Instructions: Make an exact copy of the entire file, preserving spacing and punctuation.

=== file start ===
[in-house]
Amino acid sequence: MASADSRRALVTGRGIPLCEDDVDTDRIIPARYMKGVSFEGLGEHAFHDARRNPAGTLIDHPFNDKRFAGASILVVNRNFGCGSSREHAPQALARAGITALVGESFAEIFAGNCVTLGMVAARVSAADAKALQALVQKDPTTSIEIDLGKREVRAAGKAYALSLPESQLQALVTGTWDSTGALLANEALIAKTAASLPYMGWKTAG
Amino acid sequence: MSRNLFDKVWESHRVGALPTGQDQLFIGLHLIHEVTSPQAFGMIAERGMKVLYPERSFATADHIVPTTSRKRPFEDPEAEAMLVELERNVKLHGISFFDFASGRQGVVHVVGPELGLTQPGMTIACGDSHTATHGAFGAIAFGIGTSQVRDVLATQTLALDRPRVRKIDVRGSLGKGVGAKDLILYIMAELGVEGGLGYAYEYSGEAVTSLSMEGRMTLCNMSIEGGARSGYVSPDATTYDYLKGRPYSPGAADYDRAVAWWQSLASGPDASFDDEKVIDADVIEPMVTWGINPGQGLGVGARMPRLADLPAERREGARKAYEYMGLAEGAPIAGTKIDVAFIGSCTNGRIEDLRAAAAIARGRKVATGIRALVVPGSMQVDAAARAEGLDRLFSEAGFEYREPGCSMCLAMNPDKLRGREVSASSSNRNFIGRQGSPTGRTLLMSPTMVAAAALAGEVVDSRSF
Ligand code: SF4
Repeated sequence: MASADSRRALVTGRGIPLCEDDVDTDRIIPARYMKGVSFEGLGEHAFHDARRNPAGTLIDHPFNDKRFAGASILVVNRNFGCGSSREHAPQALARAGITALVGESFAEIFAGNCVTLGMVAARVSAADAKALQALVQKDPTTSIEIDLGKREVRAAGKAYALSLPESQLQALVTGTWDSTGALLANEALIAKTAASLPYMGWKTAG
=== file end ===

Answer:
[in-house]
Amino acid sequence: MASADSRRALVTGRGIPLCEDDVDTDRIIPARYMKGVSFEGLGEHAFHDARRNPAGTLIDHPFNDKRFAGASILVVNRNFGCGSSREHAPQALARAGITALVGESFAEIFAGNCVTLGMVAARVSAADAKALQALVQKDPTTSIEIDLGKREVRAAGKAYALSLPESQLQALVTGTWDSTGALLANEALIAKTAASLPYMGWKTAG
Amino acid sequence: MSRNLFDKVWESHRVGALPTGQDQLFIGLHLIHEVTSPQAFGMIAERGMKVLYPERSFATADHIVPTTSRKRPFEDPEAEAMLVELERNVKLHGISFFDFASGRQGVVHVVGPELGLTQPGMTIACGDSHTATHGAFGAIAFGIGTSQVRDVLATQTLALDRPRVRKIDVRGSLGKGVGAKDLILYIMAELGVEGGLGYAYEYSGEAVTSLSMEGRMTLCNMSIEGGARSGYVSPDATTYDYLKGRPYSPGAADYDRAVAWWQSLASGPDASFDDEKVIDADVIEPMVTWGINPGQGLGVGARMPRLADLPAERREGARKAYEYMGLAEGAPIAGTKIDVAFIGSCTNGRIEDLRAAAAIARGRKVATGIRALVVPGSMQVDAAARAEGLDRLFSEAGFEYREPGCSMCLAMNPDKLRGREVSASSSNRNFIGRQGSPTGRTLLMSPTMVAAAALAGEVVDSRSF
Ligand code: SF4
Repeated sequence: MASADSRRALVTGRGIPLCEDDVDTDRIIPARYMKGVSFEGLGEHAFHDARRNPAGTLIDHPFNDKRFAGASILVVNRNFGCGSSREHAPQALARAGITALVGESFAEIFAGNCVTLGMVAARVSAADAKALQALVQKDPTTSIEIDLGKREVRAAGKAYALSLPESQLQALVTGTWDSTGALLANEALIAKTAASLPYMGWKTAG